The extradition of Christian Michel, the alleged British middleman in the Rs 3,600-crore AgustaWestland chopper deal, from Dubai marks a significant step in the efforts to bring the offenders in high-profile cases to book. It also bears testimony to successful coordination with the UAE authorities and the judiciary. The development comes against the backdrop of India presenting a nine-point proposal, during the recent G20 summit, to tackle cases of economic offences. A strong case was made out for international cooperation to catch offenders and make them accountable for their deeds. There is a need for enhanced cooperation in legal processes such as effective freezing of the proceeds of crime, early return of the offenders and efficient repatriation of the proceeds of crime. In the case of Michel’s extradition, what really worked was the deepened strategic relationship between the UAE and India. The CBI is investigating charges that the British national organised bribes to push the contract for VVIP helicopters. The Enforcement Directorate has accused Michel of receiving 30 million Euros from AgustaWestland, the British arm of the Italian firm Finmeccanica, as kickbacks for the deal that was sealed during the UPA regime in 2010. The contract for the purchase of 12 luxury helicopters for use by the President, Prime Minister, former prime ministers and other VIPs was scrapped in 2014. The allegation was that the technical specifications of the required choppers were tweaked — including lowering of the service ceiling of the helicopter from 6,000 m to 4,500 m —to help AgustaWestland qualify and win the bid.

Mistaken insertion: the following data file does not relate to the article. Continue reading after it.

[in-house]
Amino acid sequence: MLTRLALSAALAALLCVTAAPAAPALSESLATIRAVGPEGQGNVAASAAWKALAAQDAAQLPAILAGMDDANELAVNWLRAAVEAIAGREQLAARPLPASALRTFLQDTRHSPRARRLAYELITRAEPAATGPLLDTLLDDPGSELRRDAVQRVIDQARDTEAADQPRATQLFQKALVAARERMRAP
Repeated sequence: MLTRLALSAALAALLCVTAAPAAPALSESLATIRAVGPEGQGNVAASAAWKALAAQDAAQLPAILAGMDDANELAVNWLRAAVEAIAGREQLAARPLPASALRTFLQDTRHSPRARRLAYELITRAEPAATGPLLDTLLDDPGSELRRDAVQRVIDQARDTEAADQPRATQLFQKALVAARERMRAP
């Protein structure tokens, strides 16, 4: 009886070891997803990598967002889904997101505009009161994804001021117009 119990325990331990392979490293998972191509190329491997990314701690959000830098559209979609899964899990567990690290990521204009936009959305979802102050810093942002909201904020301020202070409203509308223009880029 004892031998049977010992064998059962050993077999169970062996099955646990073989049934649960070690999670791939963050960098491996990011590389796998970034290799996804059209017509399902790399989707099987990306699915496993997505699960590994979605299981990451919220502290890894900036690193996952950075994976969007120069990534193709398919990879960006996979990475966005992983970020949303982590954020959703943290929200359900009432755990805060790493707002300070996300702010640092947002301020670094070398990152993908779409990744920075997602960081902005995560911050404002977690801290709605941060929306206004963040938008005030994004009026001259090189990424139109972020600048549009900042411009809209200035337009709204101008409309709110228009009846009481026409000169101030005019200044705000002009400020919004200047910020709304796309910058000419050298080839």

While it is possible that the extradition will prompt the BJP to put the spotlight on corruption during the UPA regime, the parties must desist from politicising such matters in the interest of fair investigation and justice. Michel’s lawyer, on the other hand, had alleged that he was being pressured by Indian agencies to frame Congress leader Sonia Gandhi in return for amnesty from criminal proceedings. His extradition has now prompted fugitive economic offender Vijay Mallya to make an offer to the government to pay back his dues to the banks. The offer has come five days before his extradition request will be heard in a UK court. The liquor baron is facing charges of fraud and money laundering amounting to around Rs 9,000 crore. The process to bring back such fugitives to face the law would become hassle-free if there is a better international coordination in matters involving economic offenders. India has rightly called for joint efforts by G20 countries to form a mechanism that denies entry and safe havens to fugitive economic offenders and also suggested a common platform for sharing experiences and best practices.